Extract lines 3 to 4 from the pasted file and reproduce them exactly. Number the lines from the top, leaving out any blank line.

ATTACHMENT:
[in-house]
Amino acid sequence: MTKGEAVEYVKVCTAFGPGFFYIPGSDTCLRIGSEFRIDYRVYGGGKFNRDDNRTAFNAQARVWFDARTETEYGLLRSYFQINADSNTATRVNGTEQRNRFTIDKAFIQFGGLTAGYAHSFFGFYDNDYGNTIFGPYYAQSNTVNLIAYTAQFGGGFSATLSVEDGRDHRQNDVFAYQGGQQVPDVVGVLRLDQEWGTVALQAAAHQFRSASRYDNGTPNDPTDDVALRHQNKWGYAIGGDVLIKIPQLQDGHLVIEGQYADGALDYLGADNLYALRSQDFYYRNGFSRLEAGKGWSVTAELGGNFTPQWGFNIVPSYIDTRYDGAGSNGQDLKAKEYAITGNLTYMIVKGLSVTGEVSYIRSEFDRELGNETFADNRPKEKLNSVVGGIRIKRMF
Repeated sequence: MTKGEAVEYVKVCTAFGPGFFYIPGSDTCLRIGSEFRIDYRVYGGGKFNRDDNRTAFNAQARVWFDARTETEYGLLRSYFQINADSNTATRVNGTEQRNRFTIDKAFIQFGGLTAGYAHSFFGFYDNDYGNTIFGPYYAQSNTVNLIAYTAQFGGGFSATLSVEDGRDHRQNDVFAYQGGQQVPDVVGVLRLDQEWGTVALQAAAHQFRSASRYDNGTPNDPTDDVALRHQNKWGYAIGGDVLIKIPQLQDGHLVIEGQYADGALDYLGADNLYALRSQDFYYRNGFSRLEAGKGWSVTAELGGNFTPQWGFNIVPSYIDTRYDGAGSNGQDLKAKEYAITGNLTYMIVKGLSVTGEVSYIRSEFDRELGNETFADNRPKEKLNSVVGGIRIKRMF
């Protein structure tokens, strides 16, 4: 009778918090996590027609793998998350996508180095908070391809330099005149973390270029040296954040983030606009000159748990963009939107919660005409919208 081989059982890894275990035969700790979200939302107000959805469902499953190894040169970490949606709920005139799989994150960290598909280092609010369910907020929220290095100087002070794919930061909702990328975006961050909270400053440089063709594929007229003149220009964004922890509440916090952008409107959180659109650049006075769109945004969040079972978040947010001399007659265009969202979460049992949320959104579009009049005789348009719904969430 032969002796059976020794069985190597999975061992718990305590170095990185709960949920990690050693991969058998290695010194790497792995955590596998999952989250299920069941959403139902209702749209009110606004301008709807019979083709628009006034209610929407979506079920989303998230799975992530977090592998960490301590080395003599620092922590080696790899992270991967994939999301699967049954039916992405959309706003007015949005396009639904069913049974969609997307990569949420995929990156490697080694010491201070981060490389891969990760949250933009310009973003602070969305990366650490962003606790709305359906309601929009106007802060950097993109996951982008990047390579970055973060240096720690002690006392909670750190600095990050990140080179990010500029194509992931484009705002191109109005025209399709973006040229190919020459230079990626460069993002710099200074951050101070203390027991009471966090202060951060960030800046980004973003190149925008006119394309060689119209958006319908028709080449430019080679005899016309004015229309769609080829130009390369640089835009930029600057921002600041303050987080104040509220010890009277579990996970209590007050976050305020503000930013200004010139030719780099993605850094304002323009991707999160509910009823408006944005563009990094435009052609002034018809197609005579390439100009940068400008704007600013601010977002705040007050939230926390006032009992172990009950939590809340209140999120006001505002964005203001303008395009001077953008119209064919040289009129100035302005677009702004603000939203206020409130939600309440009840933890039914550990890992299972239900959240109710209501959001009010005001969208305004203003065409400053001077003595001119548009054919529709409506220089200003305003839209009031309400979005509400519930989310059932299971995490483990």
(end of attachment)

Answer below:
Repeated sequence: MTKGEAVEYVKVCTAFGPGFFYIPGSDTCLRIGSEFRIDYRVYGGGKFNRDDNRTAFNAQARVWFDARTETEYGLLRSYFQINADSNTATRVNGTEQRNRFTIDKAFIQFGGLTAGYAHSFFGFYDNDYGNTIFGPYYAQSNTVNLIAYTAQFGGGFSATLSVEDGRDHRQNDVFAYQGGQQVPDVVGVLRLDQEWGTVALQAAAHQFRSASRYDNGTPNDPTDDVALRHQNKWGYAIGGDVLIKIPQLQDGHLVIEGQYADGALDYLGADNLYALRSQDFYYRNGFSRLEAGKGWSVTAELGGNFTPQWGFNIVPSYIDTRYDGAGSNGQDLKAKEYAITGNLTYMIVKGLSVTGEVSYIRSEFDRELGNETFADNRPKEKLNSVVGGIRIKRMF
């Protein structure tokens, strides 16, 4: 009778918090996590027609793998998350996508180095908070391809330099005149973390270029040296954040983030606009000159748990963009939107919660005409919208 081989059982890894275990035969700790979200939302107000959805469902499953190894040169970490949606709920005139799989994150960290598909280092609010369910907020929220290095100087002070794919930061909702990328975006961050909270400053440089063709594929007229003149220009964004922890509440916090952008409107959180659109650049006075769109945004969040079972978040947010001399007659265009969202979460049992949320959104579009009049005789348009719904969430 032969002796059976020794069985190597999975061992718990305590170095990185709960949920990690050693991969058998290695010194790497792995955590596998999952989250299920069941959403139902209702749209009110606004301008709807019979083709628009006034209610929407979506079920989303998230799975992530977090592998960490301590080395003599620092922590080696790899992270991967994939999301699967049954039916992405959309706003007015949005396009639904069913049974969609997307990569949420995929990156490697080694010491201070981060490389891969990760949250933009310009973003602070969305990366650490962003606790709305359906309601929009106007802060950097993109996951982008990047390579970055973060240096720690002690006392909670750190600095990050990140080179990010500029194509992931484009705002191109109005025209399709973006040229190919020459230079990626460069993002710099200074951050101070203390027991009471966090202060951060960030800046980004973003190149925008006119394309060689119209958006319908028709080449430019080679005899016309004015229309769609080829130009390369640089835009930029600057921002600041303050987080104040509220010890009277579990996970209590007050976050305020503000930013200004010139030719780099993605850094304002323009991707999160509910009823408006944005563009990094435009052609002034018809197609005579390439100009940068400008704007600013601010977002705040007050939230926390006032009992172990009950939590809340209140999120006001505002964005203001303008395009001077953008119209064919040289009129100035302005677009702004603000939203206020409130939600309440009840933890039914550990890992299972239900959240109710209501959001009010005001969208305004203003065409400053001077003595001119548009054919529709409506220089200003305003839209009031309400979005509400519930989310059932299971995490483990």